Well, as we can see, actually both DA* perform not so well especially for the poor/low resolution at wider apertures and at the image borders as well as the huge amount of CA present. Whilst the centering defect, which is found to be existent in both DA* lenses, could affect image quality and "spoiled the MTF figures a bit", which has been verified, here, possibly the lenses' optical performances are not that good by themselves. As remarked by the tester, the inferior CA performance is just "Tokina alike".

Last but not least, as those lens samples obtained are new products which have passed the factory QC and those are acquired from the streets, we may think it in the following two additional possible ways:

1. The de-centering amount is just within Pentax's factory specs but should not be considered as a defect by Pentax's own standard - but then Klaus compared the Pentax lenses from Canon, Nikon etc. or even to Sigma and Cosina (on the same K10D) but he found that particular Pentax lenses are worse, including even the latest "luxury" DA Star zooms;

2. Those samples put under test are just lemons and they leaked through the Quality Control system/net from the factory - if so, I'm afraid that the QC system of Pentax is really rather ineffective or even useless as there are so many bad samples out there as picked up in the streets and ultimately been borrowed/bought by Klaus and very unfortunately even been put to the lab test.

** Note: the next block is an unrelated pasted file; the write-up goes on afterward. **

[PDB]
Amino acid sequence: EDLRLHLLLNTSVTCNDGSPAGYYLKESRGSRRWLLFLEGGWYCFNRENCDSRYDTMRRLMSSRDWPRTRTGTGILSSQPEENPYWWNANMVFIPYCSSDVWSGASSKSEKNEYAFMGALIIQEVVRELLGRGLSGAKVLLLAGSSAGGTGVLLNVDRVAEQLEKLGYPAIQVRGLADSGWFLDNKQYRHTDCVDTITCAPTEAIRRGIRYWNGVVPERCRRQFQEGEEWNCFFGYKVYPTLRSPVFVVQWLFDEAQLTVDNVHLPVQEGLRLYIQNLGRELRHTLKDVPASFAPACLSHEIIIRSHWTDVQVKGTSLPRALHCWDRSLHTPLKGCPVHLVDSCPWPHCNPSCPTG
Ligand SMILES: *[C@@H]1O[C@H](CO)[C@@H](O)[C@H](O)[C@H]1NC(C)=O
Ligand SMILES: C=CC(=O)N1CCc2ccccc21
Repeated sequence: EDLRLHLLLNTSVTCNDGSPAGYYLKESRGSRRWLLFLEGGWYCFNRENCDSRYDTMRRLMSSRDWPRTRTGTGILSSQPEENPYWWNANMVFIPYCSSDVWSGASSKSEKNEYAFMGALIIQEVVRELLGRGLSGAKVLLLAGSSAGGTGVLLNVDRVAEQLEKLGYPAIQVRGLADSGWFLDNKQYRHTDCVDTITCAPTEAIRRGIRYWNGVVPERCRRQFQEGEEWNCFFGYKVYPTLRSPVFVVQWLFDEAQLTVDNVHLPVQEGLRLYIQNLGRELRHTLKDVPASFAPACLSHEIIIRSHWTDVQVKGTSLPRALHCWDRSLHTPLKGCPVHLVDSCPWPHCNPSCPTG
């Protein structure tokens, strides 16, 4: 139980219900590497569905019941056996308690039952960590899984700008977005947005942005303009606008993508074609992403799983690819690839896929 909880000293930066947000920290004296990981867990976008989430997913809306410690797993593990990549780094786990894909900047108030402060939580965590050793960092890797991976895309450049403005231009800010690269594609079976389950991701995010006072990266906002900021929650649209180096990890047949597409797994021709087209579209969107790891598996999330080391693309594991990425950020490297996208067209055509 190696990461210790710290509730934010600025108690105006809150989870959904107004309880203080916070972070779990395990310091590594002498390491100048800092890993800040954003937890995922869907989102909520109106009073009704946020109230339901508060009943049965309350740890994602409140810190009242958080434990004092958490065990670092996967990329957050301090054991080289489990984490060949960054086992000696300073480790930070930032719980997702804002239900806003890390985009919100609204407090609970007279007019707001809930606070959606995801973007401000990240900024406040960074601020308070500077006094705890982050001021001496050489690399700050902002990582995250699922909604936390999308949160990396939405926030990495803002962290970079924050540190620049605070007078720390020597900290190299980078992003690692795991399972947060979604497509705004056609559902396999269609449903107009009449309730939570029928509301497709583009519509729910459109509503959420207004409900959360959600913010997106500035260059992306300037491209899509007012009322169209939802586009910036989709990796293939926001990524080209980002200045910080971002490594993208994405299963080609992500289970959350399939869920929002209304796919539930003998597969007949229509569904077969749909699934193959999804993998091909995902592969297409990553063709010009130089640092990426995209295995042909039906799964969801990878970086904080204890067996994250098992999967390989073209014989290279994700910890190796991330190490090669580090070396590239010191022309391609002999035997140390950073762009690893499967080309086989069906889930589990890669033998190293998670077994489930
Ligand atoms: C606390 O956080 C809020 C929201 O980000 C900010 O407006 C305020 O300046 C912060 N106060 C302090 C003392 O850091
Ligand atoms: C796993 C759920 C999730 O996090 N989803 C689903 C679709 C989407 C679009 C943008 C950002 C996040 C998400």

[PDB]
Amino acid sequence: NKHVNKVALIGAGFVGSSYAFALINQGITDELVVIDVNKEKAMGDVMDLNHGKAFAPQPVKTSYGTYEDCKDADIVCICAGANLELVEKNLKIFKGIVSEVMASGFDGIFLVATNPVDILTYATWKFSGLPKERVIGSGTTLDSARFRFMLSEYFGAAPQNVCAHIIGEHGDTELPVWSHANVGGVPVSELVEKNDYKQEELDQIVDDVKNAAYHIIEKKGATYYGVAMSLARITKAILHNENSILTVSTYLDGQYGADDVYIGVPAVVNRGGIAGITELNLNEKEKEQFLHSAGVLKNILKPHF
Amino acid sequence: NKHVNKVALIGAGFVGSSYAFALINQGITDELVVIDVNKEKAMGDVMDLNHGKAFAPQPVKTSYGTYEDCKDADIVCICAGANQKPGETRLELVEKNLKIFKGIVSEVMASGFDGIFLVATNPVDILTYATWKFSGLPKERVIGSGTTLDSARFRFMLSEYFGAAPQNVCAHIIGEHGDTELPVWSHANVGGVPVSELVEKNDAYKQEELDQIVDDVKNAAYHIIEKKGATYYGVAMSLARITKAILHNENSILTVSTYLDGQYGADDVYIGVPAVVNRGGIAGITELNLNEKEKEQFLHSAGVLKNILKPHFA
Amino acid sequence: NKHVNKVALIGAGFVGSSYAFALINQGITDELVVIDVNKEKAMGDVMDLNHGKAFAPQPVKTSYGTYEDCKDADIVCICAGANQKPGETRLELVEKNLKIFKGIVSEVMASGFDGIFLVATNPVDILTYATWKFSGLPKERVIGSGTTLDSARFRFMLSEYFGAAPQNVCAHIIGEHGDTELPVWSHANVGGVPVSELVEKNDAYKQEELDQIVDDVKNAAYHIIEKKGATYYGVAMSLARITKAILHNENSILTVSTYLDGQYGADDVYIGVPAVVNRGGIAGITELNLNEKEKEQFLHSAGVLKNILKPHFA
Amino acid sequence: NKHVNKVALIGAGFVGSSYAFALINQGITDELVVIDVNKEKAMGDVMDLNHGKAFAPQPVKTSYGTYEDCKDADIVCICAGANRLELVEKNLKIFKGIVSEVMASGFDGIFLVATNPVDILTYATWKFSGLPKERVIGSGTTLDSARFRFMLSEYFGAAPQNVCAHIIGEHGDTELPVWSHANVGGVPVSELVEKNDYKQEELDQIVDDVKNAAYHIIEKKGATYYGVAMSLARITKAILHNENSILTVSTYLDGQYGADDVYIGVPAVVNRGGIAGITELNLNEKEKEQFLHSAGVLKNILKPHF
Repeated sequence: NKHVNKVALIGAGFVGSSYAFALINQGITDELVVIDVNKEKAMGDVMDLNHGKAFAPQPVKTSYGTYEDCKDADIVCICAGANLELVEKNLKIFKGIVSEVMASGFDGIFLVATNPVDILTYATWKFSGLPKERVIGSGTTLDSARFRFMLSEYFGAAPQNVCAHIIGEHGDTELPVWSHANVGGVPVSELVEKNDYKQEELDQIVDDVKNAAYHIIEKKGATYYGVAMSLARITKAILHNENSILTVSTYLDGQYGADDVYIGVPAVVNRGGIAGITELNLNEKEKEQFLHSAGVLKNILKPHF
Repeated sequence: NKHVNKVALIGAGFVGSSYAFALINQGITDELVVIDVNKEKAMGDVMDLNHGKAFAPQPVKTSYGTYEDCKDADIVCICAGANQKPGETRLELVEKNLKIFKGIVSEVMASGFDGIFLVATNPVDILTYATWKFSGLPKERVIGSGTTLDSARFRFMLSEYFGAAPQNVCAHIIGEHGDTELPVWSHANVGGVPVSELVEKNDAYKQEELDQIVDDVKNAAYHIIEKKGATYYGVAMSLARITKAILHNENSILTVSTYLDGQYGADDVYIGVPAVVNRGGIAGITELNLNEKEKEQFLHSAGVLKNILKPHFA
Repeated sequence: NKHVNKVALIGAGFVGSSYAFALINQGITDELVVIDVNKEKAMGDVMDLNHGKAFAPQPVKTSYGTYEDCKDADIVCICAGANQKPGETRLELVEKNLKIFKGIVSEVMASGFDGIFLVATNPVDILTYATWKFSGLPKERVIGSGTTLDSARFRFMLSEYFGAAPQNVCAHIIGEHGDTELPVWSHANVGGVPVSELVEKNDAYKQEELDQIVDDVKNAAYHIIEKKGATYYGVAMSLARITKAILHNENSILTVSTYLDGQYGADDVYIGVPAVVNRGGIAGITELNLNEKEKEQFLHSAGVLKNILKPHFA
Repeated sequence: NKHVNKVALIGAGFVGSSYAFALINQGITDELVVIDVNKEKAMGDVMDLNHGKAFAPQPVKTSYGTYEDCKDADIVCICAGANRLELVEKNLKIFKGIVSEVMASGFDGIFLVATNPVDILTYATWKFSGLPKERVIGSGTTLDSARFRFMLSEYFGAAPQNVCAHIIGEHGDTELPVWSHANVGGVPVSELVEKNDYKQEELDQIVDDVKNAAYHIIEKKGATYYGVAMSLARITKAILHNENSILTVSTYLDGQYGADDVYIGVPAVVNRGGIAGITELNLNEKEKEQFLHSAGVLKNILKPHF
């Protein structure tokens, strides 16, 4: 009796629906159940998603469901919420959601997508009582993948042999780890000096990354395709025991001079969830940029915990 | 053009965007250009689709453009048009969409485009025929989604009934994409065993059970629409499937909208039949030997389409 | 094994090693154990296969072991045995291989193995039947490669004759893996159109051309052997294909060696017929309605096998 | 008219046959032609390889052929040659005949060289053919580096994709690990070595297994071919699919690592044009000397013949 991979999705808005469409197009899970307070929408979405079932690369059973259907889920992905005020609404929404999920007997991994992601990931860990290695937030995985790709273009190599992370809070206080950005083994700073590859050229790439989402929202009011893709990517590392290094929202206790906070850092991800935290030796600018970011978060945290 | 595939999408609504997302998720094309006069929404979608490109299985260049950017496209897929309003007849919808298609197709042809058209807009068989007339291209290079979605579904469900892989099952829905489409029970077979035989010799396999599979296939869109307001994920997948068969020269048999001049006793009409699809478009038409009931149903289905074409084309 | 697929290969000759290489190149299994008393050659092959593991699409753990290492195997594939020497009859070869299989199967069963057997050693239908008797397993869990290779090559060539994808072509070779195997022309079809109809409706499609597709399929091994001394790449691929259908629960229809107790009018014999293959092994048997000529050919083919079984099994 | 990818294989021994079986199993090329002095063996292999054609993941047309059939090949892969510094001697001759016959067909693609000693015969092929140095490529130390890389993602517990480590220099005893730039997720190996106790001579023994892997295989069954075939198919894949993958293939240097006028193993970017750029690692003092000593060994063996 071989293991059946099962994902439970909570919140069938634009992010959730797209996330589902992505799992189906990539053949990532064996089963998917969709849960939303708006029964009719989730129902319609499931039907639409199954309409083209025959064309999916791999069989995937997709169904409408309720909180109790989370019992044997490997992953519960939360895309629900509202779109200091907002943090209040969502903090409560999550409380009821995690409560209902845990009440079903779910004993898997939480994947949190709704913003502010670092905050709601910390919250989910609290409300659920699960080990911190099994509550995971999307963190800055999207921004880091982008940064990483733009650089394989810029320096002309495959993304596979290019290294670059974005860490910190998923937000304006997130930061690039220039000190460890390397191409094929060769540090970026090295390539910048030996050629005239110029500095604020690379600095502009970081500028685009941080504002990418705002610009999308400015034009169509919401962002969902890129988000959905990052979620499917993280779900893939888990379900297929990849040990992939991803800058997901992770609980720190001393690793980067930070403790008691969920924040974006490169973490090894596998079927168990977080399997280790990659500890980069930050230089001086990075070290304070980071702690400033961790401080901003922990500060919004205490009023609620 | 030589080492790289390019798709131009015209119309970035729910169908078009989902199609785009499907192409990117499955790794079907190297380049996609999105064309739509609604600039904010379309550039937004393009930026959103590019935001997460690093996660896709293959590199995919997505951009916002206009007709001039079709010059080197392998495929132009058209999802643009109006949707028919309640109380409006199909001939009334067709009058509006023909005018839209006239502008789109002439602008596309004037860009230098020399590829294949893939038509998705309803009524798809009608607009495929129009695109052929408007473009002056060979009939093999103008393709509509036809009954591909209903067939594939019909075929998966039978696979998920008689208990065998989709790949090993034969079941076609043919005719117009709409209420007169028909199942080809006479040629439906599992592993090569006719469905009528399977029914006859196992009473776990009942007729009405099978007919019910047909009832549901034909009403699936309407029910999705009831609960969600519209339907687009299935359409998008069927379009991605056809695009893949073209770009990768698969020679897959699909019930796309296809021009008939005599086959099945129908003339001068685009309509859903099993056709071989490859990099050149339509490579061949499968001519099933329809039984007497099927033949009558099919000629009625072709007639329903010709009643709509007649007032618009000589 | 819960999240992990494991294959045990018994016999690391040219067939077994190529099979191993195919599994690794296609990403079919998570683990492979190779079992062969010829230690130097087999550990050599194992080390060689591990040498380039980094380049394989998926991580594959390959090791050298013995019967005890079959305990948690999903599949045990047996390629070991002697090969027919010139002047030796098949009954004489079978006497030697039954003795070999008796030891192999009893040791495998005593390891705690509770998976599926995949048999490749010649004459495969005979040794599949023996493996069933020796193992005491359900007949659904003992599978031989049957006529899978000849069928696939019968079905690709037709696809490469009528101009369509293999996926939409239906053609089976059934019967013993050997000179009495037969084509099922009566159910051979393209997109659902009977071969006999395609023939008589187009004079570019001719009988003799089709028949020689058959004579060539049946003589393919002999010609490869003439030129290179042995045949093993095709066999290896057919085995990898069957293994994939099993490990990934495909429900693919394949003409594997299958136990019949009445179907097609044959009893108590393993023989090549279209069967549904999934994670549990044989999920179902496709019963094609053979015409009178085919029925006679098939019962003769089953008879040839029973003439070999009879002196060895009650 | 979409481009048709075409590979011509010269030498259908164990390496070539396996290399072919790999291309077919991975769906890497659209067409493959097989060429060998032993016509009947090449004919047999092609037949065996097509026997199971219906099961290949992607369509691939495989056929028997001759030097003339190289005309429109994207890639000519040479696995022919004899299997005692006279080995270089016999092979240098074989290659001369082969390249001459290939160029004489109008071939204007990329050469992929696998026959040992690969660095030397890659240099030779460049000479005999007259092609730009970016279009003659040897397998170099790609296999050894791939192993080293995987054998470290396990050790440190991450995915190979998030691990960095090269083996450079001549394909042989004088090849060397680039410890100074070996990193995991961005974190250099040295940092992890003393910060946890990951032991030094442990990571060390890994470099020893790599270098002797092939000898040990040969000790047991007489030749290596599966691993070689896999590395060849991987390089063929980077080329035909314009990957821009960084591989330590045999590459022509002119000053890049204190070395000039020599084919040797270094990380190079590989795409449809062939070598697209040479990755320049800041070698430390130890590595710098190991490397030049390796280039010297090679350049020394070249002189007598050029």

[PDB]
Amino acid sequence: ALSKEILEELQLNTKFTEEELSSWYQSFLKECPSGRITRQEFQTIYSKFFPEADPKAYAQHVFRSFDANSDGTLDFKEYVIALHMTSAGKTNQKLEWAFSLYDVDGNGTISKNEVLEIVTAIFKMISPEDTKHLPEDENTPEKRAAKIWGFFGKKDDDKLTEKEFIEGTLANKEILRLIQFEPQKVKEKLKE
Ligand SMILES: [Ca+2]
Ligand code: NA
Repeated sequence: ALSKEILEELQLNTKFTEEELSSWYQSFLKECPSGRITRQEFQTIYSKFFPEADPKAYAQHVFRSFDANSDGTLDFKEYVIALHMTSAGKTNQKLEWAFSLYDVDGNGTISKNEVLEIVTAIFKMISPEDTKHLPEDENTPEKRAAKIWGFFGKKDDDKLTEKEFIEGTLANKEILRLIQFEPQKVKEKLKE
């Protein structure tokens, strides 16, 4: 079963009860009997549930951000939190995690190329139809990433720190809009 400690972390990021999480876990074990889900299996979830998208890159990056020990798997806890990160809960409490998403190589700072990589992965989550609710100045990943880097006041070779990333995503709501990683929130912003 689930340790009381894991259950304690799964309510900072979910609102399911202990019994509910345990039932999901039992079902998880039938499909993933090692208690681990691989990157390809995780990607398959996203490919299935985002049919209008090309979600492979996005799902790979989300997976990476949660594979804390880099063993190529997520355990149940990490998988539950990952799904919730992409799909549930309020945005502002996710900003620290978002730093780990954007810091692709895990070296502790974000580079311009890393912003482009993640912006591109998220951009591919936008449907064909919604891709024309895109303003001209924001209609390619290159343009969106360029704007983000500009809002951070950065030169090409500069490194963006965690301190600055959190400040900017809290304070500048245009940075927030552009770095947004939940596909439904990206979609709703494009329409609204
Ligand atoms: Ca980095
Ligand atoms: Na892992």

All in all, my opinion is simple: for lower priced lenses, such defects are more acceptable as the customers should get what they paid (for). However, for "Star" lenses that marked with a new golden "Star" label on them, with a "Star" price, shouldn't we expect a "Star" quality also, in terms of *real* stringent QC tolerance and inside performance as well.. But, so far from what we can see from all those specific adverse user or even test reports of the new DA Star lenses (which are shown together with quite some evidences), I'm really afraid that our above assumption has not been proved valid and maybe even just wishful thinking of we Pentaxians. Really sad.. :-(